A couple with dwarfism, New Jersey, late 1800s. Photo: Getty Images.
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Thought crimes: inside the consciousness of a damaged, damaging man

In <em>Andrew’s Brain</em> by E L Doctorow, the historical and the grand meld with the ordinary and affecting in a story that also features “an international dealer in Munchkins”.

Andrew’s Brain
E L Doctorow
Little, Brown, 198 pp, £12.99

He was from Czechoslovakia and she was from Limerick. They met and fell in love thanks to Leo Singer, an American impresario who went around postwar Europe collecting “midgets” such as them for circus shows and vaudeville acts. Eventually, Singer became Hollywood’s go-to-guy when MGM needed Munchkins for their film. “He was this international dealer in Munchkins,” we learn, partway through E L Doctorow’s new novel.

Sweeping in setting, matter-of-fact in its eccentricities, assured in combining the historical and grand with the ordinary and affecting – this is clearly an E L Doctorow novel, exactly the kind of sprawling, brawny stuff we’ve come to expect from the author of books such as Ragtime, Billy Bathgate, The Book of Daniel and The March. For more than five decades, Doctorow has written novels that jolt American history to life with electrified portraits of major figures and captivating inventions of nearby, everyday people – whether in the civil war, the roaring 1920s or the mistrust-filled early days of the cold war.

So the tale of Singer and his young diminutive lovers would seem to be entirely in keeping with Doctorow’s work to date, but for one thing: the entire story is related in about a page and it’s incidental to the larger plot of Andrew’s Brain. Indeed, following on from Homer & Langley, his wilfully claustrophobic 2009 novel about mid-century New York brothers who were pathological hoarders, Andrew’s Brain might suggest a late turn in Doctorow’s vision, from outsized historical terrain to smaller and more private, peculiar premises. But as it turns out, he can’t help but bring greater history to bear upon what ostensibly appears to be one man’s strange, small story.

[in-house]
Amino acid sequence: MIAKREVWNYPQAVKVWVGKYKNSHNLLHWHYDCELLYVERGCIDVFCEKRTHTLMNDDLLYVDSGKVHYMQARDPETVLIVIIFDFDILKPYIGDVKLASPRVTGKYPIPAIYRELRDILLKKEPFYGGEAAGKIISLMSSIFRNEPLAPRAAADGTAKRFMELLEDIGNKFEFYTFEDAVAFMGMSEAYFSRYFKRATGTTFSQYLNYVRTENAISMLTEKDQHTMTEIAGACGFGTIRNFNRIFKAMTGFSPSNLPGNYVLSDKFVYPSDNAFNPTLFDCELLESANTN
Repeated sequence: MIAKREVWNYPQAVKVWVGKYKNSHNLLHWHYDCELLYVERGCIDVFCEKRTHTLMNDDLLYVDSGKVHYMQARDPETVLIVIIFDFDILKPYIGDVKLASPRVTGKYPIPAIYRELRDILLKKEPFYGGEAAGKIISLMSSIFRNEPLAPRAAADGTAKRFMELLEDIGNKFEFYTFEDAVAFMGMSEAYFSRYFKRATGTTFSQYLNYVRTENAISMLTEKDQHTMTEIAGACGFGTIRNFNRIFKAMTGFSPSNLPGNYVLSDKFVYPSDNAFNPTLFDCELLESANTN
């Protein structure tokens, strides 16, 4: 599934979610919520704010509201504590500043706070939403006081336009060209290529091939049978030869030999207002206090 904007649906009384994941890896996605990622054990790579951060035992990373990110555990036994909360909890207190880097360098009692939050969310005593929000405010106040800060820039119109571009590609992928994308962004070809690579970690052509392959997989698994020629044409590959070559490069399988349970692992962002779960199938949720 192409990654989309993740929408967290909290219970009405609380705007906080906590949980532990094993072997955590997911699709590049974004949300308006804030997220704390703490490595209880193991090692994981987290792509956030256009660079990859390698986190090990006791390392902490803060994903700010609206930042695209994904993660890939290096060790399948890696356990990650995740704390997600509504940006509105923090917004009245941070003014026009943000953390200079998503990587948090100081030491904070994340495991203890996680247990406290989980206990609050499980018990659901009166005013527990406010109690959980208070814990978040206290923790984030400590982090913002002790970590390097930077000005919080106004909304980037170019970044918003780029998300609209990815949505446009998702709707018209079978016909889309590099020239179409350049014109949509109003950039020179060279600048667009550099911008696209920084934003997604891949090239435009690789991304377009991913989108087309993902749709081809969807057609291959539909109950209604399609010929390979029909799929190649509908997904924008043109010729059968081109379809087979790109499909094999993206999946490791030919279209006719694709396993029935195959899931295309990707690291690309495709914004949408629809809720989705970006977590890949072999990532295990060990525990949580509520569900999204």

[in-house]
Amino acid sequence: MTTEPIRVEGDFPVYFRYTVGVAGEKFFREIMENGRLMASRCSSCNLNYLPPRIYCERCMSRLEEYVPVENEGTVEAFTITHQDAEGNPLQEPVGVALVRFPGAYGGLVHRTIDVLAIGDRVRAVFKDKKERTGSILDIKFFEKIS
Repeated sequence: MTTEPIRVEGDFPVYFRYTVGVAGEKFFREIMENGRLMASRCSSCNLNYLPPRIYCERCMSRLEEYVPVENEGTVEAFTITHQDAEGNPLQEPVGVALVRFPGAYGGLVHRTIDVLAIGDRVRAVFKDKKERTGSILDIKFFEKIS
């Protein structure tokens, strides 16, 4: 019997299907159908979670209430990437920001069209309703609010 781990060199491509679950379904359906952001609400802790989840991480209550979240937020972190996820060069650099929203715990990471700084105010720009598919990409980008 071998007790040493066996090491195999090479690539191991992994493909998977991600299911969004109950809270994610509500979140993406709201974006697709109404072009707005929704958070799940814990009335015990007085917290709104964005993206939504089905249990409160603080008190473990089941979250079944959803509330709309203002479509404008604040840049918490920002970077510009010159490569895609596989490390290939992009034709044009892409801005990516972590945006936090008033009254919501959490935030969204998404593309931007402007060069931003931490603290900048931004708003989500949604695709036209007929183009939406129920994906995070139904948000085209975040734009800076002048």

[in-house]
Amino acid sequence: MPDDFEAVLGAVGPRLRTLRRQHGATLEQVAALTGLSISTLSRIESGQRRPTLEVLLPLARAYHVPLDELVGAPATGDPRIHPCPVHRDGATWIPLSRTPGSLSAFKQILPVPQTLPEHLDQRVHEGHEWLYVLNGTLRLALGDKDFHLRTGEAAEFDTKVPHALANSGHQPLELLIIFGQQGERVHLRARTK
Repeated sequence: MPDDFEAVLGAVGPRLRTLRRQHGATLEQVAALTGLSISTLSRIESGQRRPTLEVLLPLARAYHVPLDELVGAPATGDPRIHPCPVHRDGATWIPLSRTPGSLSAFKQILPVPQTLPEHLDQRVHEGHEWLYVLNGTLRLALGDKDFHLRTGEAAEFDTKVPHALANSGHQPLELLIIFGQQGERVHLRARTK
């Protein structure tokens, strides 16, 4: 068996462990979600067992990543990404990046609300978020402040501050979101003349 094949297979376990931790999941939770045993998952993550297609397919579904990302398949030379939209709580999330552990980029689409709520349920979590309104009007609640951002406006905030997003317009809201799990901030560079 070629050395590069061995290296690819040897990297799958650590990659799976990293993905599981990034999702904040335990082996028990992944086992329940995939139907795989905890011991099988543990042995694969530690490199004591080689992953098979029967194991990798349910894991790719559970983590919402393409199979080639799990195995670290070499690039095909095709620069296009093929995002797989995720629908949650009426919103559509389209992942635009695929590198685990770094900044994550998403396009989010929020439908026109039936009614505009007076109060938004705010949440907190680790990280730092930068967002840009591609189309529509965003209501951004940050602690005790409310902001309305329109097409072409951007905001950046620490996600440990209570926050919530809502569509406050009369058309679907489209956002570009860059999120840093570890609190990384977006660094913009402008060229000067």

Andrew’s Brain concerns the tragicomic life and times of a cognitive scientist called Andrew, who veers between the first and third person in telling tales about his clumsy self and his cracked-up relationships. He speaks to us from an undisclosed location, where he is in conversation with an unidentified interlocutor who could be a psychiatrist, a grief counsellor, a police officer or a CIA agent. That each of these is a possibility attests to the mysterious circumstances that envelop the whole story.

The novel begins in an emphatically domestic mode. Twice-married but now alone, Andrew is scornful of his bad decisions and stumbling actions, and likewise regretful of the harm he has caused others – nowhere more evident than in the mistaken dosage of medicine that he gave his first child, which led to her death and his own divorce. He’s also sarcastically sympathetic to the dim-to-monstrous view that many people take of him – his ex-wife’s new husband calls him “Andrew the Pretender,” the pretence being that he’s a well-intentioned and normal person. In addition, he’s openly sceptical of his questioner’s ultimate intentions towards him and often proves evasive and circuitous in his answers, but this has less to do with his wanting to conceal anything, than with the crackling intensity of his interest in the workings of his own consciousness.

This comes as no surprise for a cognitive scientist fully invested in the “exploration of consciousness, the field of all meaning, the necessary and sufficient condition of language, the beginning of all good mornings.” Consciousness, Andrew believes, is “what is left when you erase all assumptions, forgo your affections, white out the family, school, church and nation … There is not anything else. There is nothing you can think of except yourself thinking. You are in the depthless dingledom of your own soul.”

This account opens a lecture that Andrew delivers at a minor state college in the American west, where he has moved after the failure of his first marriage. Among the hall full of indifferent undergraduates is one bright and beautiful exception: Briony, a vital, ebullient and lithe young woman (and the full-sized daughter of two of Singer’s pint-sized thespians). Andrew falls in love with Briony, for which he accounts by noting that, after they began spending time together, “My hippocampus and my amygdala were … doing back flips.”